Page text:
A recent study found people who regularly work long hours had a higher risk of stroke, especially those who’ve done so for 10 years or more.
This research, published in the American Heart Association’s journal Stroke, analyzed data on the working hours of more than 140,000 people in France.
The researchers defined long work hours as working more than 10 hours for at least 50 days a year. They found the 42,000 participants who reported working long hours had a 29 per cent greater risk of stroke. The risk increased to 45 per cent for the more than 14,000 who reported working long hours for 10 years or more.
A total of 1,224 of the study participants suffered strokes.
“The association between 10 years of long work hours and stroke seemed stronger for people under the age of 50,” said study author Alexis Descatha, M.D., Ph.D., researcher at Paris Hospital, Versailles and Angers University and at the French National Institute of Health and Medical Research. “This was unexpected. Further research is needed to explore this finding.”
This study supports other evidence linking long work hours to significant health impacts including a study by British researchers published in the journal Lancet in 2015 showing those working 55 hours or more per week had a 33 per cent higher risk of stroke than those working a 35-40 hour workweek. Further research found excess risk for diabetes in women working long hours. Evidence also links long work hours to excess injury rates along with stress and related mental injuries.
The IAMAW is aware of members working excessive hours, and we have addressed the issue with the Federal Government of Canada. We are also aware that fatigue is a form of impairment and we support studies that link fatigue to occupational disease.
Psychosocial hazards and stress
This hypothesis supports previous research suggesting work stressors including low job control are contributing factors for stroke and heart disease.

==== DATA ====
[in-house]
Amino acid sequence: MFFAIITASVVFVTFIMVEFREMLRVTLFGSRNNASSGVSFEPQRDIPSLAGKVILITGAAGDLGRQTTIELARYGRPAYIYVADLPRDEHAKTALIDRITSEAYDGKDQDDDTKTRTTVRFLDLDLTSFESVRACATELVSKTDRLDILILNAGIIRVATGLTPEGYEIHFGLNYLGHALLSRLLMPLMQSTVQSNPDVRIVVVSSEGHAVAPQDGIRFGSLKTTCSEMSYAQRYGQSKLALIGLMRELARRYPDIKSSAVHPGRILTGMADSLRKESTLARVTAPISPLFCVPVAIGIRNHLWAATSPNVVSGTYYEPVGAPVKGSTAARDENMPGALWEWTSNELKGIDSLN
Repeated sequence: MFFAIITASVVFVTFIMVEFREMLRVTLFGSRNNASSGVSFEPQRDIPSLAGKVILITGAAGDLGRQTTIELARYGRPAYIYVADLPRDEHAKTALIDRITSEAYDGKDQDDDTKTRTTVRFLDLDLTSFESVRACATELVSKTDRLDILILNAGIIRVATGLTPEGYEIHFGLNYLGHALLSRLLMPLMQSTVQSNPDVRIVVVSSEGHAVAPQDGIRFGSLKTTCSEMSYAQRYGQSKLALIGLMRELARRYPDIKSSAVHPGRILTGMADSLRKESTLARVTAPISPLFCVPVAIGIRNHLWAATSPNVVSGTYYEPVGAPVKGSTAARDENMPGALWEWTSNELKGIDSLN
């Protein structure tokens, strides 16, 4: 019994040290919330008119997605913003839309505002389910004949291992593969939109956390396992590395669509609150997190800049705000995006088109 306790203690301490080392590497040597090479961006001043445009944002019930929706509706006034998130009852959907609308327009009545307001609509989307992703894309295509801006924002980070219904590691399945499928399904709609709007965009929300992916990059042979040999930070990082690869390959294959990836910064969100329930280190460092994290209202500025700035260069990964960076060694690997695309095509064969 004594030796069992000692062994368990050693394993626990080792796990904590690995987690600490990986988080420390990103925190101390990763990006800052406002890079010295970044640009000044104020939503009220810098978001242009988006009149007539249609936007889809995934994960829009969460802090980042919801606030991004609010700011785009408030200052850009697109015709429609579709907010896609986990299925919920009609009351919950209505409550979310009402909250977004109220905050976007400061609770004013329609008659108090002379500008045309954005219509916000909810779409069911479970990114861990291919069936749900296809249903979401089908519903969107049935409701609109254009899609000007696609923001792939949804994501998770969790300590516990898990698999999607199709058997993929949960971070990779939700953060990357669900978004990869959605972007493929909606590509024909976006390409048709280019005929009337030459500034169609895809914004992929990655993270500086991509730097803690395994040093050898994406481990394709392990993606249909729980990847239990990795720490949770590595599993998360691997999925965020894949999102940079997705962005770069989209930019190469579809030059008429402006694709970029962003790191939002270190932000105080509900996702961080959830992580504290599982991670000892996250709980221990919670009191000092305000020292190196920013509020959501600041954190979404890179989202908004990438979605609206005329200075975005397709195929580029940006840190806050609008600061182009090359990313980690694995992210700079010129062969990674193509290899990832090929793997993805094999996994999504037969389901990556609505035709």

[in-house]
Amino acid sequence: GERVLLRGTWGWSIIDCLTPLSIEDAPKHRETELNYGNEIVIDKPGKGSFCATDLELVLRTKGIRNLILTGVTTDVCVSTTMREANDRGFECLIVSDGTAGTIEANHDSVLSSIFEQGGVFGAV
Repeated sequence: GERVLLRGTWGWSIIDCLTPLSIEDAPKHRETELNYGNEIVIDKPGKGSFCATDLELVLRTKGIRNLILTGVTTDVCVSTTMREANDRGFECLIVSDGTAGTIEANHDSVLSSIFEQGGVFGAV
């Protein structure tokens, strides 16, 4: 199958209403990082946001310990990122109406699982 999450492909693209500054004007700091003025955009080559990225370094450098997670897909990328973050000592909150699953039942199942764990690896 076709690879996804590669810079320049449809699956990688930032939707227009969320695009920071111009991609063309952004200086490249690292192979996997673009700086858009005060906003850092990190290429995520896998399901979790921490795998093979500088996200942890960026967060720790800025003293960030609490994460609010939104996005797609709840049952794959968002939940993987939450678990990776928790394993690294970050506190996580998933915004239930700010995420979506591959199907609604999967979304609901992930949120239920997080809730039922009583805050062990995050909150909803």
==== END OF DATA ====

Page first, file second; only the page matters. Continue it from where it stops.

Researchers from the Harvard Business School and Stanford University published a scientific review of more than 200 studies and found work stressors including long work hours and lack of job control increased the chance of early death in exposed workers by 20 per cent.
Prevention through workplace intervention
These same researchers note many employers continue to focus almost exclusively on behavioural lifestyle and health choices as a means of coping with stress. Little attention, they say, is paid to prevention through identifying and eliminating workplace causes of stress such as long work hours and lack of job control.
Employers will also want to consider working long hours on a regular basis for many workers will become counterproductive and detrimental to work outcomes. This includes the growing issue of constant connection to work through email, texting and other forms of communication.
With almost 1.4 million Canadians having worked more than 50 hours a week, on average, last year (2018) many workplaces will want to revisit workplace policies for hours of work.
The IAMAW will ensure that employers have in place appropriate policies, and that the government develops adequate legislative protections through our continued advocacy.
Courtesy of the Workers Health and Safety Centre dated July 31, 2019
For Further Information please visit: www.whsc.on.ca